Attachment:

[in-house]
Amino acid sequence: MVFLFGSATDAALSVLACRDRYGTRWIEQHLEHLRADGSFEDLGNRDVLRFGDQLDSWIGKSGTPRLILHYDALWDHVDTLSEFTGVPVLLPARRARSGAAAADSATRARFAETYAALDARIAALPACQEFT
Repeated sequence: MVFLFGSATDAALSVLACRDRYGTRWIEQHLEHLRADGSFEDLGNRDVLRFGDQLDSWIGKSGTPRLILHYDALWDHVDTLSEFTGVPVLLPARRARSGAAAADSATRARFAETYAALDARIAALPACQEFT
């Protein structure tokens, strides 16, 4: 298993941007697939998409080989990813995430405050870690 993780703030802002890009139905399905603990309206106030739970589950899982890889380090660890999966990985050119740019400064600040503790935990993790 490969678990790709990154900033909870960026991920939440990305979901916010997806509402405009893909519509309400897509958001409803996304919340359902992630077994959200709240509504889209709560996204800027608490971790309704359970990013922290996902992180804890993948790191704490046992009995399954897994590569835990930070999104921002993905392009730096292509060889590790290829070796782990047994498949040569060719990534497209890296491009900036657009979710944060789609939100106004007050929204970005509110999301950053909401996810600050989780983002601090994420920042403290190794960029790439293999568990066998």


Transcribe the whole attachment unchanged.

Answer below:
[in-house]
Amino acid sequence: MVFLFGSATDAALSVLACRDRYGTRWIEQHLEHLRADGSFEDLGNRDVLRFGDQLDSWIGKSGTPRLILHYDALWDHVDTLSEFTGVPVLLPARRARSGAAAADSATRARFAETYAALDARIAALPACQEFT
Repeated sequence: MVFLFGSATDAALSVLACRDRYGTRWIEQHLEHLRADGSFEDLGNRDVLRFGDQLDSWIGKSGTPRLILHYDALWDHVDTLSEFTGVPVLLPARRARSGAAAADSATRARFAETYAALDARIAALPACQEFT
């Protein structure tokens, strides 16, 4: 298993941007697939998409080989990813995430405050870690 993780703030802002890009139905399905603990309206106030739970589950899982890889380090660890999966990985050119740019400064600040503790935990993790 490969678990790709990154900033909870960026991920939440990305979901916010997806509402405009893909519509309400897509958001409803996304919340359902992630077994959200709240509504889209709560996204800027608490971790309704359970990013922290996902992180804890993948790191704490046992009995399954897994590569835990930070999104921002993905392009730096292509060889590790290829070796782990047994498949040569060719990534497209890296491009900036657009979710944060789609939100106004007050929204970005509110999301950053909401996810600050989780983002601090994420920042403290190794960029790439293999568990066998």